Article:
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Types of Basil: 20 Basil Varieties and Their Use


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Basil is a warm-weather fragrant herb that is known to make a lot of dishes taste ten times better, including pesto for that matter.

It is the ingredient that most meals are missing, and if you clicked on this link then chances are that you too want to learn more about every basil variety out there and how you should use them.

But before we actually get into the meat of the article, the 20 basil varieties that you should know about, let’s just give you a brief little intro which explains to you how you can start planting basil for yourself today.

Planting, Growing and Harvesting Basil

Basil Grow
Photo by Rasa Kasparaviciene / Unsplash.com

By far the most common type of basil that you will easily come across in most markets is the sweet basil, but other than that you also have purple basil, lemon basil and Thai basil.

You will be happy to hear that basil in itself is actually quite easy to grow, since all you need is a good location with fertile and moist soil that gets about 6 to 8 hours of sun on a daily basis.

You can also place your basil in containers or raised beds, although the most important part here is that you need to make sure that the pH level of the soil needs to be around 6.0 to 7.5.

You can start planting the seeds indoors around 6 weeks before the spring frost hits, but if you want to plant them outside you will want to wait for the soil to reach a temperature of about 10C or 50F – 21C or 70F.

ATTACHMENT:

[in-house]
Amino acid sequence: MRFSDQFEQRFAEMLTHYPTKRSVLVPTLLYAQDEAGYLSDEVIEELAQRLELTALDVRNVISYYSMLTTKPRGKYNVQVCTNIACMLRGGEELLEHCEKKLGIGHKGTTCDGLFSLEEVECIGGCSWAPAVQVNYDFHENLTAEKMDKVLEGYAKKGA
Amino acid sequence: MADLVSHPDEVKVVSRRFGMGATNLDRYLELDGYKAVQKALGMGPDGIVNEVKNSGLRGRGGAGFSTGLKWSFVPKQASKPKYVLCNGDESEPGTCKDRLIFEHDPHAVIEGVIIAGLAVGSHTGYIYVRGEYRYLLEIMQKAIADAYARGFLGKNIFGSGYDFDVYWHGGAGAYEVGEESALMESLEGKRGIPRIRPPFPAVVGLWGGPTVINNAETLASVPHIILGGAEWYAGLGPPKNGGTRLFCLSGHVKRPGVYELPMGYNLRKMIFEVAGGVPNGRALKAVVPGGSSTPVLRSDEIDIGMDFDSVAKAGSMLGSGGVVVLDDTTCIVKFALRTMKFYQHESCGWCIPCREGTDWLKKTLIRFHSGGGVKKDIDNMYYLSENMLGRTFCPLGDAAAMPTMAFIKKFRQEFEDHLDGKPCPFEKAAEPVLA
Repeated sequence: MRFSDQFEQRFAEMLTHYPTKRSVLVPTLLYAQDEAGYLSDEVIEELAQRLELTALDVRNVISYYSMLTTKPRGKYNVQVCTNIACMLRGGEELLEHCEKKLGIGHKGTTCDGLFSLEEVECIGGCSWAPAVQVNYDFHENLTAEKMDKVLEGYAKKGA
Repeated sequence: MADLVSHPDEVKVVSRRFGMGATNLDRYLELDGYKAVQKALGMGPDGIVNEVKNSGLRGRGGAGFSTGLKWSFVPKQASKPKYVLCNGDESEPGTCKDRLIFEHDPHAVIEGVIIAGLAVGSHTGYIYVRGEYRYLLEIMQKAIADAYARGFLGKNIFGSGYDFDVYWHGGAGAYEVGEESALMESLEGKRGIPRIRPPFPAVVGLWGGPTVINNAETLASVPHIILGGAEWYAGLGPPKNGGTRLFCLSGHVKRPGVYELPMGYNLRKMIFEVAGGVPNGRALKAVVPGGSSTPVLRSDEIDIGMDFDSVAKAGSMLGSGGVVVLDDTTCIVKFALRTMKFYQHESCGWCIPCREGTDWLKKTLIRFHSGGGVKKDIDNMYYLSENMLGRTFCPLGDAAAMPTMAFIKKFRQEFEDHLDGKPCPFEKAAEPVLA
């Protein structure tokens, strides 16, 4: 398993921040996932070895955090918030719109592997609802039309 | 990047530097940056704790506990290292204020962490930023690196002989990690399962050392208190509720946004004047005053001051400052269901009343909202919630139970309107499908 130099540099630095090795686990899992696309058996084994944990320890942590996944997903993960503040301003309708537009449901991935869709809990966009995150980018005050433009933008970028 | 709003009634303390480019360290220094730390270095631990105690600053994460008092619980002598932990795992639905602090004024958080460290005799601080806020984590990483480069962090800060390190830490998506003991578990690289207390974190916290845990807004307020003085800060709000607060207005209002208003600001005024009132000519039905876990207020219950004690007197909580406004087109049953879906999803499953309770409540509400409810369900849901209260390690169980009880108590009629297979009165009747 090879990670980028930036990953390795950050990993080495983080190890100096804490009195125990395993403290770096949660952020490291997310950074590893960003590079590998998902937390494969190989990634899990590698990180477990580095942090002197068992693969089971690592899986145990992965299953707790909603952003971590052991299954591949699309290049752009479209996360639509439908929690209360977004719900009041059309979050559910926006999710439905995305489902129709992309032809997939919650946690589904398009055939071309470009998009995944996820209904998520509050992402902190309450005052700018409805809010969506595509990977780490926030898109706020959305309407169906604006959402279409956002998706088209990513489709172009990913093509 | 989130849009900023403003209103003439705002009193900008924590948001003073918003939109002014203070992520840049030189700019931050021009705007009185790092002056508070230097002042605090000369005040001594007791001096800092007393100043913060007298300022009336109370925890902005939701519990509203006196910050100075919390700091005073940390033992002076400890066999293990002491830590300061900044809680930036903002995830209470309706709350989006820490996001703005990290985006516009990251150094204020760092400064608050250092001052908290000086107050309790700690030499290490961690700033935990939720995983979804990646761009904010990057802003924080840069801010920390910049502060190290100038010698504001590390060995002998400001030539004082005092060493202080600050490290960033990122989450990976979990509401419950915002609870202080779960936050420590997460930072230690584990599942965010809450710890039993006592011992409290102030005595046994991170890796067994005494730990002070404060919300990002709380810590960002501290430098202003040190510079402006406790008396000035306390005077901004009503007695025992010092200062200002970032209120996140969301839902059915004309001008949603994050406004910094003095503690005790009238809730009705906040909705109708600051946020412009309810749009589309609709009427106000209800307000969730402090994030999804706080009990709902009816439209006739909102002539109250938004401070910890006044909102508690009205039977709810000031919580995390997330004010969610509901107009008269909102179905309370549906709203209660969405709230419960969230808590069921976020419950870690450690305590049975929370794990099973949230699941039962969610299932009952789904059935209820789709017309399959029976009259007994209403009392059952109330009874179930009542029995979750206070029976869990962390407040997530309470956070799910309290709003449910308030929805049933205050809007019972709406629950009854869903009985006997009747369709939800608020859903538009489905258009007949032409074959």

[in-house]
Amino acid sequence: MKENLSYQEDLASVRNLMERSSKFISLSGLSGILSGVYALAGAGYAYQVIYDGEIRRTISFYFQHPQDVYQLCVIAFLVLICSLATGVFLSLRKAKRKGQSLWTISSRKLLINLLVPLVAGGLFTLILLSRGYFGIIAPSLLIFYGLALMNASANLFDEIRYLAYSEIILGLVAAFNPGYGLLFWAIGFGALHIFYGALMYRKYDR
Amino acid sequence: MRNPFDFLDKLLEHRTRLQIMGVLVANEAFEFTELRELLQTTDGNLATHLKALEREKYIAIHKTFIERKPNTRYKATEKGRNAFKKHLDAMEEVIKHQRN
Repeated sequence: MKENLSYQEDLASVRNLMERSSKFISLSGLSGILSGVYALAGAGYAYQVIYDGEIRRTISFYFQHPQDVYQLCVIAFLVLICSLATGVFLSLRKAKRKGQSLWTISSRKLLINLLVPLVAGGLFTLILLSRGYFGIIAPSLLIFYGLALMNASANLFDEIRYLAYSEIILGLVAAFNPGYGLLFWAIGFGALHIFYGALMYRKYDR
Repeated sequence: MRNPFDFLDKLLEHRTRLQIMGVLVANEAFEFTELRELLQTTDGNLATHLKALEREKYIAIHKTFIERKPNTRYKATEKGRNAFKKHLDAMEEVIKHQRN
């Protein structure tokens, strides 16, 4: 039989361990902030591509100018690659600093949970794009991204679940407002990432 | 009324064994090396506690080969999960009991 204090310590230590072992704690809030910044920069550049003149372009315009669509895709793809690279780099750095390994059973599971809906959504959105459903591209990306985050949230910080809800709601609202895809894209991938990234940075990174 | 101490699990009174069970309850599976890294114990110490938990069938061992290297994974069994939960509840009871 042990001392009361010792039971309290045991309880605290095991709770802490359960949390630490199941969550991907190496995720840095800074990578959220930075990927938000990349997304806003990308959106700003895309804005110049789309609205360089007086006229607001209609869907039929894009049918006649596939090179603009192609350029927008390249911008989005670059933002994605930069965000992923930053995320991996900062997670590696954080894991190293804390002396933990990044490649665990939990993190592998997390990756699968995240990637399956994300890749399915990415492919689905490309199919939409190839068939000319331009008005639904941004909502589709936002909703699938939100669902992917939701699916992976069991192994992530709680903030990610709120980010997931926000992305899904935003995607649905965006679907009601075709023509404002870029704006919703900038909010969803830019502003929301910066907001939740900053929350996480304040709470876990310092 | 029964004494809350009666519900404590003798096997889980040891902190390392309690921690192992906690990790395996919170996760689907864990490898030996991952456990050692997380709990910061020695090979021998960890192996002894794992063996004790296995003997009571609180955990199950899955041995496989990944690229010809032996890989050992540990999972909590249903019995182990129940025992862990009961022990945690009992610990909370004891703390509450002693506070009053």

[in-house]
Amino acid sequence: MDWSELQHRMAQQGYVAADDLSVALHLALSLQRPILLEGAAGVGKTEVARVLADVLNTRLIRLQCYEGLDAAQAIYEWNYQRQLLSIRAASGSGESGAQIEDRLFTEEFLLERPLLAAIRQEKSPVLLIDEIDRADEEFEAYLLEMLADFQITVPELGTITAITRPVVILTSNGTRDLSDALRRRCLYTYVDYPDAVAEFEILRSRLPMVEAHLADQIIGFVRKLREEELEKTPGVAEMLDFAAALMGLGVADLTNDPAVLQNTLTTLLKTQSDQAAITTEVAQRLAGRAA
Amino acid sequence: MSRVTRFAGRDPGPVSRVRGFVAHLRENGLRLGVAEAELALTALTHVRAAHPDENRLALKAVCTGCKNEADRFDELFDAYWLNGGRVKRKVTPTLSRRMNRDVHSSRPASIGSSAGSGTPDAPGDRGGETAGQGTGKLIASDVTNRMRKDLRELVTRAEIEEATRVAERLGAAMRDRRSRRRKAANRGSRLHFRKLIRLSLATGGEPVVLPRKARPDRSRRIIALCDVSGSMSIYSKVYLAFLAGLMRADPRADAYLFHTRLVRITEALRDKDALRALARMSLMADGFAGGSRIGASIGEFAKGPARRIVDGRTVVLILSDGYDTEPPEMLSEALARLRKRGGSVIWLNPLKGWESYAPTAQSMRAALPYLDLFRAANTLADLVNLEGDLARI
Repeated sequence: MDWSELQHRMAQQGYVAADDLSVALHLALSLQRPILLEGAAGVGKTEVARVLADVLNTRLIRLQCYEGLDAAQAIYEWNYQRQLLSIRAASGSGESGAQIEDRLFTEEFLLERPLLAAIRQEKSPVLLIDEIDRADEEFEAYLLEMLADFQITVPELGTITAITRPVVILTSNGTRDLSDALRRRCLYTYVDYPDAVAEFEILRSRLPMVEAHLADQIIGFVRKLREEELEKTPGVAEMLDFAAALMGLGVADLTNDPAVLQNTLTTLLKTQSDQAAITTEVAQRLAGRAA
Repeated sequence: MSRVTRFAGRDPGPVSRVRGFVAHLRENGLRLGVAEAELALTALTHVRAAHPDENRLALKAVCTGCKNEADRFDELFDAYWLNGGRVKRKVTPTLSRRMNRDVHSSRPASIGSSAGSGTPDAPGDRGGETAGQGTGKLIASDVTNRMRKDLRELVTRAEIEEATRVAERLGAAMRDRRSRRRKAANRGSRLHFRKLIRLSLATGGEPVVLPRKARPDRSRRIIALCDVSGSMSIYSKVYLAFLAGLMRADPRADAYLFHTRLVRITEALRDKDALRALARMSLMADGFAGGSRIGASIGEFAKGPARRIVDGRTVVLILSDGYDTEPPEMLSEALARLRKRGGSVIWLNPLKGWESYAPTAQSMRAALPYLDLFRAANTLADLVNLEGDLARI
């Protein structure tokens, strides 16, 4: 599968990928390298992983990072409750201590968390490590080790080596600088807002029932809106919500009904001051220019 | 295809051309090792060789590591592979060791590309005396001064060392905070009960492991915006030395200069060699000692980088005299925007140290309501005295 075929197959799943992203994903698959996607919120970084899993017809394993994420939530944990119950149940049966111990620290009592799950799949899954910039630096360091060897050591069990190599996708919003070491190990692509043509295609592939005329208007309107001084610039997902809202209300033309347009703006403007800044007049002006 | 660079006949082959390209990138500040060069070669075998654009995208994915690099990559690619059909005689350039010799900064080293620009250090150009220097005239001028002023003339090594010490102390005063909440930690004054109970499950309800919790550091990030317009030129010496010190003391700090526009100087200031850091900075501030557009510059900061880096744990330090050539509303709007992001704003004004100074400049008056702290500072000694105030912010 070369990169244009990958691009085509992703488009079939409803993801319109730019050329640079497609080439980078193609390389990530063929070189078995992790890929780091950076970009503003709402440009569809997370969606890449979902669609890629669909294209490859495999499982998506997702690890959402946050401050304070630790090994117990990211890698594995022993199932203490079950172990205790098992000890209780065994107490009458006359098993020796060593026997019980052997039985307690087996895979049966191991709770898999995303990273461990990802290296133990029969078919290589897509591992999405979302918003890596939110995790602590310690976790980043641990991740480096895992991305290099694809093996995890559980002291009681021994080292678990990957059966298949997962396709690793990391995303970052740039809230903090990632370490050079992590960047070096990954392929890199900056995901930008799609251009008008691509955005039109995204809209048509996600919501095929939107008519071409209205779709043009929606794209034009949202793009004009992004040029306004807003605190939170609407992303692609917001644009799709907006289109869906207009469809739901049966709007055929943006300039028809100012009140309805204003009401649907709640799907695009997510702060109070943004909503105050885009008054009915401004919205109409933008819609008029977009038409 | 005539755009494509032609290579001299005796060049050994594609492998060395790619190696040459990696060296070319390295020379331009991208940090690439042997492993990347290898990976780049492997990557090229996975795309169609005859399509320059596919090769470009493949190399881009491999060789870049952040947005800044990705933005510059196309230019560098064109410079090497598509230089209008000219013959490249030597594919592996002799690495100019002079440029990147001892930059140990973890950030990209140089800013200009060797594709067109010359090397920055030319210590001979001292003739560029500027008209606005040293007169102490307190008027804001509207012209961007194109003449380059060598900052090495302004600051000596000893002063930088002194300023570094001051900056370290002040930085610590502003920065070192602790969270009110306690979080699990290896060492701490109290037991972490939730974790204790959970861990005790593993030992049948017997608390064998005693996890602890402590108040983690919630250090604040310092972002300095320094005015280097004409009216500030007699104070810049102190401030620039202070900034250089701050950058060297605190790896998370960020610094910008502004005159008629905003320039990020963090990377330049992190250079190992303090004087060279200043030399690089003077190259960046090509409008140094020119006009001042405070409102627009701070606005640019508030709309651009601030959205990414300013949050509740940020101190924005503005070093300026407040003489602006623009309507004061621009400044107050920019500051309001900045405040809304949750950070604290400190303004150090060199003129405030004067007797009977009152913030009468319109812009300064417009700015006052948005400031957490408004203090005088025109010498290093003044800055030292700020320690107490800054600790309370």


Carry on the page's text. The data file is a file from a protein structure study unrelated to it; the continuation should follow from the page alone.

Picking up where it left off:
Basil Varieties
Photo by Asya Vlasova / pexels.com

Take the seeds and plant them about ¼-inch deep into the ground, then as soon as the leaves start to sprout, start thinning out the seedlings to one plant every 10 to 12 inches. Ideally, your basil should grow as tall as 12 to 24 inches or so.

As soon as the branch has around six to eight leaves, you will need to start pruning the branches again. Afterwards just fertilize them well with a 5-10-5 fertilizer and you should start pinching off the center shoot to make sure that they don’t start flowering anytime soon.

If your basil does start flowering, don’t be afraid to cut them right off, and if the weather does get a bit too cold you may want to harvest your basil a bit sooner so that it doesn’t die off completely by the time you actually harvest it.

But hey, now that we know how to plant, grow and harvest the basil, how about we talk about the 20 varieties of basil that you should look out for right now, starting off with:

1. Christmas Basil

Christmas Basil

This basil is quite popular for its 2-inch, glossy green leaves and of course, we can’t forget about its purple flowers too.

The Christmas Basil is known for adding a fruitier flavor to any salad or drink it gets added to, and not only that but it also makes for a great decorative piece if you want to make your landscape look all the more aesthetic.